• The technology around us can play a role in out brain plasticity (for better and worse).
  • ADD and ADHD affect many adults, in addition to children.
    • Attention Deficit Disorder
    • Attention Deficit Hyperactivity Disorder
chapter 3 continued
Chapter 3- Continued
  • ADD and ADHD have three main areas for diagnosis:
    • Motor Control
    • Impulsivity
    • Difficulties in organization and focus
  • Typically an inherited disorder, however, it is becoming more common to see “culturally” induced ADD and ADHD as a result of increasing demands on our attention and focus.
chapter 3 continued1
Chapter 3- Continued
  • Society is forcing people to essentially become ADD/ADHD to survive and be successful.
  • Largely influenced by technology.
    • Example- The scrolling text on the bottom of the screen during news broadcasts.
    • Example- Smart phones and their multitasking abilities.
chapter 4 more images is it destabilizing our brains
Chapter 4- More Images: Is It Destabilizing Our Brains?
  • Recent research has shown that there are harmful effects produced by images of horror and mayhem.
    • Recent research shows that it can activate sensitive areas of the brain that change their long-term responses.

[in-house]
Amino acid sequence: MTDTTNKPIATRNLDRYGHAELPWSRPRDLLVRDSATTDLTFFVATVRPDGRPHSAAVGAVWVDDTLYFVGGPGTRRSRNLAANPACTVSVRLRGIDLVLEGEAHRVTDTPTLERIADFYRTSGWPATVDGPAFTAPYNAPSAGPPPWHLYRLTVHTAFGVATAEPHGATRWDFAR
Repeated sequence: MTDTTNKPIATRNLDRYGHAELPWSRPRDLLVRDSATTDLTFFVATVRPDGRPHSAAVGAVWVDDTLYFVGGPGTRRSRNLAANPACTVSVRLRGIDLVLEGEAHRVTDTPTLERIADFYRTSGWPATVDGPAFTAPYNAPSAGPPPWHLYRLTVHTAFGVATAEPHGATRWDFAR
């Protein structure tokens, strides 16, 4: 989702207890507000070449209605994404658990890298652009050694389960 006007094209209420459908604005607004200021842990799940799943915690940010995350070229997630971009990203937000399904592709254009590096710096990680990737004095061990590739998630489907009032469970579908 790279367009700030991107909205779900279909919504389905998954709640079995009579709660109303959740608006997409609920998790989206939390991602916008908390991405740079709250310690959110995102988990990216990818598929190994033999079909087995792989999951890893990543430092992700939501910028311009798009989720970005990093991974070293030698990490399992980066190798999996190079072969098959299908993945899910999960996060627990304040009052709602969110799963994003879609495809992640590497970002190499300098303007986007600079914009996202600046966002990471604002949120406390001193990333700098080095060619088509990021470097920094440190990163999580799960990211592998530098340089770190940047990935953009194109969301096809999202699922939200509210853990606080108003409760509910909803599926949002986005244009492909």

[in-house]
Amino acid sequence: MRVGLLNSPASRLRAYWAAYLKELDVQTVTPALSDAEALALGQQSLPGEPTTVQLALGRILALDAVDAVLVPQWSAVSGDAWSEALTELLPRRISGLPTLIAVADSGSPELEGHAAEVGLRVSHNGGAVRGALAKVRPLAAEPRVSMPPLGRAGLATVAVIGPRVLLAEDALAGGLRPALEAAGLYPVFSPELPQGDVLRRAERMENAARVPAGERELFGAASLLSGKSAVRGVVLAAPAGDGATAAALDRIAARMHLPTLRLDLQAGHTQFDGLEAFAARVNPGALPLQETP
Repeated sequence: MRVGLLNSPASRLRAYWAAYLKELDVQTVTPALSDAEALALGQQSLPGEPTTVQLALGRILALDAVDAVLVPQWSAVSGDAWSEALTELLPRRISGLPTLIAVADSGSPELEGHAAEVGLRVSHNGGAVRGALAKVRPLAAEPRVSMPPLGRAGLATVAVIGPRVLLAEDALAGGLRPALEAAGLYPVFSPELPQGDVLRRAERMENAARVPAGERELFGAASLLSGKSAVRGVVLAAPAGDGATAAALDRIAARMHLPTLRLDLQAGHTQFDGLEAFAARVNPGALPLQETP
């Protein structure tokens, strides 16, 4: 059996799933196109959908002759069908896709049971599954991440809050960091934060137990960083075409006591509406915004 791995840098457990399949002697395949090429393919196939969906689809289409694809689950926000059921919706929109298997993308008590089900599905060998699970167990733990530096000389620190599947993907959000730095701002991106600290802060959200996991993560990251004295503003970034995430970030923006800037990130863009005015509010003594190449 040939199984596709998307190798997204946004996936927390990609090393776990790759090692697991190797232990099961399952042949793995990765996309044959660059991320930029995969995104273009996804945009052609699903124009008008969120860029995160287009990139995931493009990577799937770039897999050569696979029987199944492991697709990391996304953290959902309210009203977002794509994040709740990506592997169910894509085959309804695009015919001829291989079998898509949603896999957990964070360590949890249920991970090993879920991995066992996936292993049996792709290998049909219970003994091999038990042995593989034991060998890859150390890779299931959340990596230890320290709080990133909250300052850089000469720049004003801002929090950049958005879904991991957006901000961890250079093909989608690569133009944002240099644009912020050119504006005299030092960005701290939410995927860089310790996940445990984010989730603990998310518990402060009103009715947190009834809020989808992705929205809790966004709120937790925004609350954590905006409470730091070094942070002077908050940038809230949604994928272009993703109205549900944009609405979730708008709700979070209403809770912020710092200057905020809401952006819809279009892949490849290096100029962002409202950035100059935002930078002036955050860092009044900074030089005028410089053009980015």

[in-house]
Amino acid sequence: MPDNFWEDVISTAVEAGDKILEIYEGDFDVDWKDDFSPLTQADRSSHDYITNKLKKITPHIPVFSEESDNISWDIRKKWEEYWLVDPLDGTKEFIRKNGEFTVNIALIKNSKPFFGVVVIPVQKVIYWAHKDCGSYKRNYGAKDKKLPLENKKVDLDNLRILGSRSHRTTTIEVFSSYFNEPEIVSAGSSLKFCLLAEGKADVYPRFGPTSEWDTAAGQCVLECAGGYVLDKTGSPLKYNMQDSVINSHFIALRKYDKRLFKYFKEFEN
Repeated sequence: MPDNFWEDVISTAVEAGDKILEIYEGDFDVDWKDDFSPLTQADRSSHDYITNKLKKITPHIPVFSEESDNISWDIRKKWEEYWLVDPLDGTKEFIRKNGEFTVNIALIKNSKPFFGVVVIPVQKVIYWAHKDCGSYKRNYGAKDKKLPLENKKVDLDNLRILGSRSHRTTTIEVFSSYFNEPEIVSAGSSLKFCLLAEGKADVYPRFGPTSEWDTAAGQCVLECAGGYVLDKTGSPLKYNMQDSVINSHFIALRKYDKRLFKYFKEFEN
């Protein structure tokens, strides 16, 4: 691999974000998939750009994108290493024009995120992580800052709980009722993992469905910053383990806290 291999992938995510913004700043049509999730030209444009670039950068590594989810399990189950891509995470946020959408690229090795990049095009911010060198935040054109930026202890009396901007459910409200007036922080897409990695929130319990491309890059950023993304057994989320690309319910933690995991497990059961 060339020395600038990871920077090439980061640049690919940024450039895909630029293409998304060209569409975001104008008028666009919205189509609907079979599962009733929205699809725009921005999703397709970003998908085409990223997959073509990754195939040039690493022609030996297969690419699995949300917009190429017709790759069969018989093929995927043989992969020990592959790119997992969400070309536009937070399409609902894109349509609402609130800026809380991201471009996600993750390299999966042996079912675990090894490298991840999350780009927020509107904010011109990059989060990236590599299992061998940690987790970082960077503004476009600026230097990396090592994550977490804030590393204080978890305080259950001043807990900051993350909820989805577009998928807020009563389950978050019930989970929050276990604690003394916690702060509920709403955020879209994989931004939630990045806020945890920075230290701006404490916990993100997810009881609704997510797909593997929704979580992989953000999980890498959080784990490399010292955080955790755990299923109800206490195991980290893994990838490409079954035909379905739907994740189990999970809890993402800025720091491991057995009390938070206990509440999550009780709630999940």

• These images essentially replay in the mind over and over.
chapter 4 continued
Chapter 4- Continued
  • All emotional responses and perceptions can be related to cortical and subcortical neurons.
    • Important in mediating between violence and aggression (personal space and territory)
  • J.L. Downer Study
    • Showed that deprivation of use of the amygdala causes an individual to lose their ability to interpret and appropriately respond to potential threat.
  • Immature brains cannot differentiate between real violence and images.
chapter 5 the happy brain the joy and music in you
Chapter 5- The Happy Brain: The Joy and Music in You
  • Humor exerts a positive effect on general functioning.
    • Decreases stress
    • Boosts immune defenses
    • Relaxes muscle tension
    • Decreases blood pressure
    • Modulates pain
  • Frontal lobe is responsible for processing laughter.
chapter 5 continued
Chapter 5- Continued